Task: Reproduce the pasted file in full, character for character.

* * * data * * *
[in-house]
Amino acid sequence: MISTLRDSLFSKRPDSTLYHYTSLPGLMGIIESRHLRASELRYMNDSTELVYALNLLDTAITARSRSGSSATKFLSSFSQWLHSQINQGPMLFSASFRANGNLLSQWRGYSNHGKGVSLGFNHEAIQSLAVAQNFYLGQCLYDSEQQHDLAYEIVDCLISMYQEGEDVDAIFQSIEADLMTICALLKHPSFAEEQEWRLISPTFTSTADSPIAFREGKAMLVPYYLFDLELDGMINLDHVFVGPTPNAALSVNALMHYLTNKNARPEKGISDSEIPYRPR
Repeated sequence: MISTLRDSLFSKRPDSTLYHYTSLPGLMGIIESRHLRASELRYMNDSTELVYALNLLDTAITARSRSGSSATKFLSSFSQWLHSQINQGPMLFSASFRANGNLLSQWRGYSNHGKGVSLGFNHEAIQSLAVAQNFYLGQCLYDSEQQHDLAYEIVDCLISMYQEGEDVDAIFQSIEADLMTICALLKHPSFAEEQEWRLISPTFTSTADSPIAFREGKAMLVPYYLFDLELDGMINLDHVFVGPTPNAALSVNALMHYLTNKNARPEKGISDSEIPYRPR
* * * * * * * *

[in-house]
Amino acid sequence: MISTLRDSLFSKRPDSTLYHYTSLPGLMGIIESRHLRASELRYMNDSTELVYALNLLDTAITARSRSGSSATKFLSSFSQWLHSQINQGPMLFSASFRANGNLLSQWRGYSNHGKGVSLGFNHEAIQSLAVAQNFYLGQCLYDSEQQHDLAYEIVDCLISMYQEGEDVDAIFQSIEADLMTICALLKHPSFAEEQEWRLISPTFTSTADSPIAFREGKAMLVPYYLFDLELDGMINLDHVFVGPTPNAALSVNALMHYLTNKNARPEKGISDSEIPYRPR
Repeated sequence: MISTLRDSLFSKRPDSTLYHYTSLPGLMGIIESRHLRASELRYMNDSTELVYALNLLDTAITARSRSGSSATKFLSSFSQWLHSQINQGPMLFSASFRANGNLLSQWRGYSNHGKGVSLGFNHEAIQSLAVAQNFYLGQCLYDSEQQHDLAYEIVDCLISMYQEGEDVDAIFQSIEADLMTICALLKHPSFAEEQEWRLISPTFTSTADSPIAFREGKAMLVPYYLFDLELDGMINLDHVFVGPTPNAALSVNALMHYLTNKNARPEKGISDSEIPYRPR